Clinician Article

Blood CEA levels for detecting recurrent colorectal cancer.

  • Nicholson BD
  • Shinkins B
  • Pathiraja I
  • Roberts NW
  • James TJ
  • Mallett S, et al.
Cochrane Database Syst Rev. 2015 Dec 10;(12):CD011134. doi: 10.1002/14651858.CD011134.pub2. (Review)
PMID: 26661580
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  • Oncology - Gastrointestinal
    Relevance - 7/7
    Newsworthiness - 5/7
  • Oncology - General
    Relevance - 6/7
    Newsworthiness - 5/7
  • Gastroenterology
    Relevance - 6/7
    Newsworthiness - 4/7
  • Surgery - Oncology
    Relevance - 6/7
    Newsworthiness - 4/7
  • Surgery - Gastrointestinal
    Relevance - 4/7
    Newsworthiness - 4/7


BACKGROUND: Testing for carcino-embryonic antigen (CEA) in the blood is a recommended part of follow-up to detect recurrence of colorectal cancer following primary curative treatment. There is substantial clinical variation in the cut-off level applied to trigger further investigation.

OBJECTIVES: To determine the diagnostic performance of different blood CEA levels in identifying people with colorectal cancer recurrence in order to inform clinical practice.

SEARCH METHODS: We conducted all searches to January 29 2014. We applied no language limits to the searches, and translated non-English manuscripts. We searched for relevant reviews in the MEDLINE, EMBASE, MEDION and DARE databases. We searched for primary studies (including conference abstracts) in the Cochrane Central Register of Controlled Trials (CENTRAL), in MEDLINE, EMBASE, and the Science Citation Index & Conference Proceedings Citation Index - Science. We identified ongoing studies by searching WHO ICTRP and the ASCO meeting library.

SELECTION CRITERIA: We included cross-sectional diagnostic test accuracy studies, cohort studies, and randomised controlled trials (RCTs) of post-resection colorectal cancer follow-up that compared CEA to a reference standard. We included studies only if we could extract 2 x 2 accuracy data. We excluded case-control studies, as the ratio of cases to controls is determined by the study design, making the data unsuitable for assessing test accuracy.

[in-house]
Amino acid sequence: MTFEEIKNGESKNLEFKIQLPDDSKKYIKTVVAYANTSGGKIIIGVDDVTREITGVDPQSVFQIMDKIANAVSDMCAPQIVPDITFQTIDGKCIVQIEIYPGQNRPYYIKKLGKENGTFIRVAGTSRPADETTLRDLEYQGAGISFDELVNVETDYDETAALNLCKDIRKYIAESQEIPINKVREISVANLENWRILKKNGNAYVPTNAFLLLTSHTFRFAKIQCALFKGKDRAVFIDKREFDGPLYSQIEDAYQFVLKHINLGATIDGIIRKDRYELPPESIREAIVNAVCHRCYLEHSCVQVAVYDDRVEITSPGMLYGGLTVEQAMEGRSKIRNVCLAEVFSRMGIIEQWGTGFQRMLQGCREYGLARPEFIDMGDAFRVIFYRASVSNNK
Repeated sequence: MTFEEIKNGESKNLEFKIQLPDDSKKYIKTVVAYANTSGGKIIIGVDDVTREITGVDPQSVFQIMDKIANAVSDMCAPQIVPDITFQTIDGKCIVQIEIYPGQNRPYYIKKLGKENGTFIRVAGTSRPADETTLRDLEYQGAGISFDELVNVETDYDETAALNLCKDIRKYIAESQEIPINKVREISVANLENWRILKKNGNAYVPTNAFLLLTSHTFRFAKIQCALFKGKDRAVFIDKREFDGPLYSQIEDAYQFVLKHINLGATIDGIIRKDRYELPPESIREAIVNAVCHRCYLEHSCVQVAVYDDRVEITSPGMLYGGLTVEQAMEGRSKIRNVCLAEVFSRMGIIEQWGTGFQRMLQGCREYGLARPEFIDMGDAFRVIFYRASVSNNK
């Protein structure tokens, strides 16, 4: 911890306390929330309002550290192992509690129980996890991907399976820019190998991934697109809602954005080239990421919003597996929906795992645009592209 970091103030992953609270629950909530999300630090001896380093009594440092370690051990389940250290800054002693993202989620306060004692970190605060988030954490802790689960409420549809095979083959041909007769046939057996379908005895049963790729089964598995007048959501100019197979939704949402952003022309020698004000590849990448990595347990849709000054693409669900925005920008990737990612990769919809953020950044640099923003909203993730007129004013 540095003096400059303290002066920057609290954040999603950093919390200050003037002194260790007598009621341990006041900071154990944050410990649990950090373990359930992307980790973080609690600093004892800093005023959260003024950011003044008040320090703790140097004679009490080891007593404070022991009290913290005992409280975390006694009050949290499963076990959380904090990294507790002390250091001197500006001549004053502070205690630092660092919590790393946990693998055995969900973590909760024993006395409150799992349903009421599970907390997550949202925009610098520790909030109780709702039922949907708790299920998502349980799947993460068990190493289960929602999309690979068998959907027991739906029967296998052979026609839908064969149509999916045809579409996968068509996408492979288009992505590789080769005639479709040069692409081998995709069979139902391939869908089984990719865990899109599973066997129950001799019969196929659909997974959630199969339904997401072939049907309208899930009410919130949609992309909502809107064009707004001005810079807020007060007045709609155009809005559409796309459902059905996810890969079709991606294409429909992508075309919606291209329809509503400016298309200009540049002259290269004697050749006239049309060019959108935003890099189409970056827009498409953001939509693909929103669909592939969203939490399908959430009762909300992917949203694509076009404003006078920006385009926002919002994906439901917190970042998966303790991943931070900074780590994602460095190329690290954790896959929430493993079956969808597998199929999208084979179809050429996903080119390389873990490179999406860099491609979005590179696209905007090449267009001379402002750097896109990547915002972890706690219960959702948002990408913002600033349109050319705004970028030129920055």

DATA COLLECTION AND ANALYSIS: Two review authors (BDN, IP) assessed the quality of all articles independently, discussing any disagreements. Where we could not reach consensus, a third author (BS) acted as moderator. We assessed methodological quality against QUADAS-2 criteria. We extracted binary diagnostic accuracy data from all included studies as 2 x 2 tables. We conducted a bivariate meta-analysis. We used the xtmelogit command in Stata to produce the pooled estimates of sensitivity and specificity and we also produced hierarchical summary ROC plots.

MAIN RESULTS: In the 52 included studies, sensitivity ranged from 41% to 97% and specificity from 52% to 100%. In the seven studies reporting the impact of applying a threshold of 2.5 µg/L, pooled sensitivity was 82% (95% confidence interval (CI) 78% to 86%) and pooled specificity 80% (95% CI 59% to 92%). In the 23 studies reporting the impact of applying a threshold of 5 µg/L, pooled sensitivity was 71% (95% CI 64% to 76%) and pooled specificity 88% (95% CI 84% to 92%). In the seven studies reporting the impact of applying a threshold of 10 µg/L, pooled sensitivity was 68% (95% CI 53% to 79%) and pooled specificity 97% (95% CI 90% to 99%).

AUTHORS' CONCLUSIONS: CEA is insufficiently sensitive to be used alone, even with a low threshold. It is therefore essential to augment CEA monitoring with another diagnostic modality in order to avoid missed cases. Trying to improve sensitivity by adopting a low threshold is a poor strategy because of the high numbers of false alarms generated. We therefore recommend monitoring for colorectal cancer recurrence with more than one diagnostic modality but applying the highest CEA cut-off assessed (10 µg/L).

Clinical Comments


Monitoring patients for colon cancer recurrence using CEA levels alone generates a significant numbers of false alarms.

Oncology - Gastrointestinal

The impact of CEA in the colorectal cancer patients follow up needs to be studied in randomised controlled trials. The sensitivity or specificity are not as important as the real impact in preventing deaths due to delay in recurrence detection.

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